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Re: st: Weights in survey design


From   Steven Samuels <ssamuels@albany.edu>
To   statalist@hsphsun2.harvard.edu
Subject   Re: st: Weights in survey design
Date   Wed, 21 Mar 2007 17:03:33 -0400

Jason

0. Your resetting of the weights, as you describe, caused the discrepancy you first asked about. You should leave the original weights alone (see 5 below).

1. RDD describes a lot of different designs, so your description is incomplete. Often RDD are based on geographic area or on likelihood that a number is a household. Sometimes there is a list which has been purified so that only HH are likely to be on the list. Alternatively, some form of Mitofsky-Waksberg adaptive sampling is used, in which case PSU's are banks of phone numbers. Your phrase "without geographical weighting" is not descriptive-the question: were separate samples were drawn within strata; if they were, first stage weights can still be identical-that is, no special stratum weighting is necessary.

2. The PSU is not "_n" or the final stage person. It will be household ID or something else like bank of telephone numbers.

3. Your use of the term "PPS" is incorrect.-this refers to methods of sampling with probability proportional to "size" of a unit. In your case, your sampling within HH was inversely proportional to the number of eligible men and women.

4. In telephone surveys is standard procedure to adjust the weights for the number of telephones in the HH. HH with more telephones have greater probability of being selected. . With K telephones, divide the original samnpling weight by K.

5. Resetting the weights, as you did is incorrect. If you restrict respondents to a particular age range, the original sampling probabilities (adjusted for no. of men and women) still apply.

6. In Stata you can specify that there was stratification by gender at thesecond stage of sampling (assuming that HH are the PSU's). See page 251 of the "Survey Data" manual for Release 9. But you should NOT do this here: you have only one observation per stratum. You gain nothing and Stata will complain. Use the original weight adjusted for men and women to account for the sampling scheme.

7. It is highly unusual in a national survey of this size NOT to post-stratify or "rake" so as to more closely match sample results to census distributions of age, gender, household size.

I think that you need help here. There are many fine survey statisticians in Australia. I f your local stats department can't help you, you might look up Professor Ken Brewer at ANU and ask him for a recommendation.

Steven

On Mar 20, 2007, at 7:14 PM, Jason Ferris wrote:


Hi Stas and Steven,
I do see your point that the original weights are wrong. This data is
the first panel of a longitudinal study and as such, I set the weights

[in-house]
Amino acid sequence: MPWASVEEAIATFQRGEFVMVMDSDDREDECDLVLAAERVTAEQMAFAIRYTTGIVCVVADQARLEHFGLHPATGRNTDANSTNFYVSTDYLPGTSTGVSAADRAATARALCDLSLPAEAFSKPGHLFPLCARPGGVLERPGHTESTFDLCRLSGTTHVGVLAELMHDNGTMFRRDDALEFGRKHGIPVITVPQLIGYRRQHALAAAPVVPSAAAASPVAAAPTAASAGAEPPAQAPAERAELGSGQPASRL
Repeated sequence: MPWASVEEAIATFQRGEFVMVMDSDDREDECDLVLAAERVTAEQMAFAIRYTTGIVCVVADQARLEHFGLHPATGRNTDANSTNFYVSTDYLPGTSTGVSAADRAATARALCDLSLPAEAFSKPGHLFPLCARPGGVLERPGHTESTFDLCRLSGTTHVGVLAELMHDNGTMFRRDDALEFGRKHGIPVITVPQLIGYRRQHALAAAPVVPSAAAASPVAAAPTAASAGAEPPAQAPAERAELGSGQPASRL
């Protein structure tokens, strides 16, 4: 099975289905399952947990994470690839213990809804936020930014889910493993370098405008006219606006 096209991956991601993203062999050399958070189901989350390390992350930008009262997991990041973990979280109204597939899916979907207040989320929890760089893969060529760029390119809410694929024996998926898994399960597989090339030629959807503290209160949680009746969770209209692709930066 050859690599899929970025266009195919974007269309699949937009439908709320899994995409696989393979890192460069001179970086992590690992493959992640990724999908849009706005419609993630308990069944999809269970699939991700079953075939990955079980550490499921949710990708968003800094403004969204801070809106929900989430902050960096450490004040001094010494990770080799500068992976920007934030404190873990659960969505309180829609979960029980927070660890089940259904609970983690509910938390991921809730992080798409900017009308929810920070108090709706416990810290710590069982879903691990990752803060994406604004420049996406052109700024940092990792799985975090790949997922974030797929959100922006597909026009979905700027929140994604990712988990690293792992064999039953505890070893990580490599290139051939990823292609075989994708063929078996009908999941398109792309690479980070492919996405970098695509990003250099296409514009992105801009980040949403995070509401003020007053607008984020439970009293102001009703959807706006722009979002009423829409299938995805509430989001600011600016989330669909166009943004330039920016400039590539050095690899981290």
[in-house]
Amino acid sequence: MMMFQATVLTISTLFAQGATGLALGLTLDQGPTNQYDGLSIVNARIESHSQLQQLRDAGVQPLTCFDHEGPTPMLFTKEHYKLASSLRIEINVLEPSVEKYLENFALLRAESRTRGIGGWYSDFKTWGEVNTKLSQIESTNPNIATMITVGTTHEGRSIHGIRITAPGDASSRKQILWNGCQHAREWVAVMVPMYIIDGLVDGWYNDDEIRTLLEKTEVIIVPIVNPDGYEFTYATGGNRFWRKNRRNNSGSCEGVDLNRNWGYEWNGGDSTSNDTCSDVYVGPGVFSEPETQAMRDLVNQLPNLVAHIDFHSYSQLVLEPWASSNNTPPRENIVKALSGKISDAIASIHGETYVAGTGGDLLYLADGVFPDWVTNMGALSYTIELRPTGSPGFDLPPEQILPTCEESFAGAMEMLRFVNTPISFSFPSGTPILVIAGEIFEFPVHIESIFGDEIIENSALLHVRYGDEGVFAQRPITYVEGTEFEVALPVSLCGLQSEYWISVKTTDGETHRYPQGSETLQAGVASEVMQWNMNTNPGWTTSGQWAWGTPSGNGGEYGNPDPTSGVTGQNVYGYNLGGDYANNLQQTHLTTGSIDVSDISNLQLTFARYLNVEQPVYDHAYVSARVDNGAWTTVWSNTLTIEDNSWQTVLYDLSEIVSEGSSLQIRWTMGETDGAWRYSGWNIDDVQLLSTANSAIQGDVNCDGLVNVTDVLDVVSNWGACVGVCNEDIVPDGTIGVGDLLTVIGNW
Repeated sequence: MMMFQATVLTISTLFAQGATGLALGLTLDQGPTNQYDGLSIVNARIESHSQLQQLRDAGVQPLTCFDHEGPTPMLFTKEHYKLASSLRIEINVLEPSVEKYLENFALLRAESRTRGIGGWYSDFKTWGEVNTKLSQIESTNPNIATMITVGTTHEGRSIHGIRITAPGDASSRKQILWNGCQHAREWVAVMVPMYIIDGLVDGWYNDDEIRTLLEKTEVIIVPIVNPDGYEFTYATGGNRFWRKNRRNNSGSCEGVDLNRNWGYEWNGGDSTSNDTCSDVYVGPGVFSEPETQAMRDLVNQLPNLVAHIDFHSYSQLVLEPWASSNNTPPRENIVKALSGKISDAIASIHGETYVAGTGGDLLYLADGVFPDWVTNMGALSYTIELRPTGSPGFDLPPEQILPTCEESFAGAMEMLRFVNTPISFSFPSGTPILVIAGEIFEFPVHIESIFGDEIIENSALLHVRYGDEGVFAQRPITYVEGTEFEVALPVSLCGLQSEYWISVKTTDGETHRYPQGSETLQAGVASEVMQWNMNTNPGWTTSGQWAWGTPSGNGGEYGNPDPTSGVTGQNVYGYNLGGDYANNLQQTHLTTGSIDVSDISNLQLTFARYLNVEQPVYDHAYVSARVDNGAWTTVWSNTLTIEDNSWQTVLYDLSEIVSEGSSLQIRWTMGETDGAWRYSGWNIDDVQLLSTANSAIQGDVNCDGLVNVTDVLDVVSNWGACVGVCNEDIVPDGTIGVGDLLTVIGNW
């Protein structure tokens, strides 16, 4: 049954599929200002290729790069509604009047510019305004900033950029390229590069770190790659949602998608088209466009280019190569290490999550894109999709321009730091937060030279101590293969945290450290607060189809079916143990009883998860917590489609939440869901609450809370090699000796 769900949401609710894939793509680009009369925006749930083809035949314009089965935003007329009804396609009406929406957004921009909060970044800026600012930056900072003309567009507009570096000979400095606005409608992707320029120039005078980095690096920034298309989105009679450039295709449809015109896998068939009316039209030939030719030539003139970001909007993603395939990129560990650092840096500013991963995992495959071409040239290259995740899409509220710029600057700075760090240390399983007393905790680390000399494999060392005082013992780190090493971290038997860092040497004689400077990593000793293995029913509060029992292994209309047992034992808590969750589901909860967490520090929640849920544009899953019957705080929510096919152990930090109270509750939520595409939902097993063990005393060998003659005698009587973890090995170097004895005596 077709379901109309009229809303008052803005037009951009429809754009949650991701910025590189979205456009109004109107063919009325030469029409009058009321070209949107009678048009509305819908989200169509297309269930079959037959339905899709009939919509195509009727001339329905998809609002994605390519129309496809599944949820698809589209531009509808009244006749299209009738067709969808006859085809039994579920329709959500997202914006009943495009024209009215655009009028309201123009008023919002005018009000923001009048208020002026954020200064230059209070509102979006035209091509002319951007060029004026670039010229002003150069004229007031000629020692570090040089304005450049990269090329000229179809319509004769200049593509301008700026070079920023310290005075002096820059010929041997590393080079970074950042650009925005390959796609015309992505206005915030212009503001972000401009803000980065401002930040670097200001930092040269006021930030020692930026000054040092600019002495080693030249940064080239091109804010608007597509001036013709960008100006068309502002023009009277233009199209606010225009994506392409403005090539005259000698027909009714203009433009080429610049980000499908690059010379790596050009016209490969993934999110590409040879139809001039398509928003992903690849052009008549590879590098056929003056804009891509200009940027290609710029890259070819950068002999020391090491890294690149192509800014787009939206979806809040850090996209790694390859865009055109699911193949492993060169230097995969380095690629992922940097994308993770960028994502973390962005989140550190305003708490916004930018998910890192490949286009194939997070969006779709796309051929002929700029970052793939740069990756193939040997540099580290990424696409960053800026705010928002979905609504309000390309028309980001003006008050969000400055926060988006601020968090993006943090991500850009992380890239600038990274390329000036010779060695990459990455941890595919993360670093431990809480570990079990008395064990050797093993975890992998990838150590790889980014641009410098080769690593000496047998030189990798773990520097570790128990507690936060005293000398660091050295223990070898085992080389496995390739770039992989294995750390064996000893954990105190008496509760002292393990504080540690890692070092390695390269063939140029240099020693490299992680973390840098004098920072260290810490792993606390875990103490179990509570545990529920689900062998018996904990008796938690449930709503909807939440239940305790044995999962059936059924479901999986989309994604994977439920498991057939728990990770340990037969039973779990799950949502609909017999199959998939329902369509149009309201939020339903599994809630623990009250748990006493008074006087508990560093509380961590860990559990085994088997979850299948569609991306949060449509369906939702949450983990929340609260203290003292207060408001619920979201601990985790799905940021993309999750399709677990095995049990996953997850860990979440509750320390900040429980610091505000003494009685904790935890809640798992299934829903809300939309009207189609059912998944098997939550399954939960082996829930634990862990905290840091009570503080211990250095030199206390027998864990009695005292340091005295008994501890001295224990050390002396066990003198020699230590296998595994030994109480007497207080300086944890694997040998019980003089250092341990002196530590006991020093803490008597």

to match the population that we are going to follow (i.e., 8664 - using
probability proportional to size PPS). I guess what you are saying is
that for any cross-sectional analysis - the population size would be all
those between 16-64 in Australia (where I am)? Would that be correct?

As for our sampling method (In response to Steven Samuels) we had two
questionnaires one for males and one for females. We RDD households
across Australia (without geographical weighting). Once we got a
household we determined the number of men/women 16 to 64 in the
household and randomly selected one. In this many the weighting of the
respondent was determined by the number of men/women also in the
household, and the stratified selection of the household was based on
sex (given that an interviewer with a male questionnaire would only ask
a household about the males in the house).

As for post-stratification of weights and ranking?
This was not done, as I believed that setting the survey design
(pre-analysis) to match the sampling method would be appropriate.

In term of resetting the weights? (and the data provided in the original
post):

As I had the household size of men and women to create the weights (of
8664) I would then drop the desired cases (those I didn't want - in the
example those 25 and over). Then based on the number of men/women in
the households left (i.e., those 16-24) I would re-calculate the weights
using the PPS method only for the households left.

Cheers for your input
Jason

Stas wrote:

First of all, your original weights are wrong, anyway: they should add
up to the population size, may be up to some sampling variability. If
you have 8664 units and your population size is 8664, it means that
you have a census! If you are dealing with ratios and regression
models, the issue isn't of great importance, but you still would want
to have everything implemented properly.

Then by dropping units, you are confusing the software in terms of
thinking how the data were collected. In particular, the pairwise
probabilities of selection (leading to the variances of the estimates)
will be way off (and so will your variance). If you had some nice
design (with some sort of proportional allocations, etc.), then those
properties will be lost, the cluster sizes will get wrong, etc. DON'T
DO THAT, as the bottom line.

I am pretty sure there are other, and better, explanations in the
[SVY] manual. Also, the FAQ
http://www.stata.com/support/faqs/stat/zerowgt.html might be helpful,
as essentially with the -subpop- analysis, you are zeroing out the
weights for non-subpopulation units.


Steven wrote:
population, the survey design and what were the primary and (possibly)
second stage and later sampling units?
In a HH or telephone survey, ordinarily the PSU's would be some kind of
geographic areas, and the sampling strata for PSU's cannot be sex, as
your setup implies.

Other questions: were the weights post-stratified or raked in any way to
reflect the population totals? How did you "reset" the weights?

Steven


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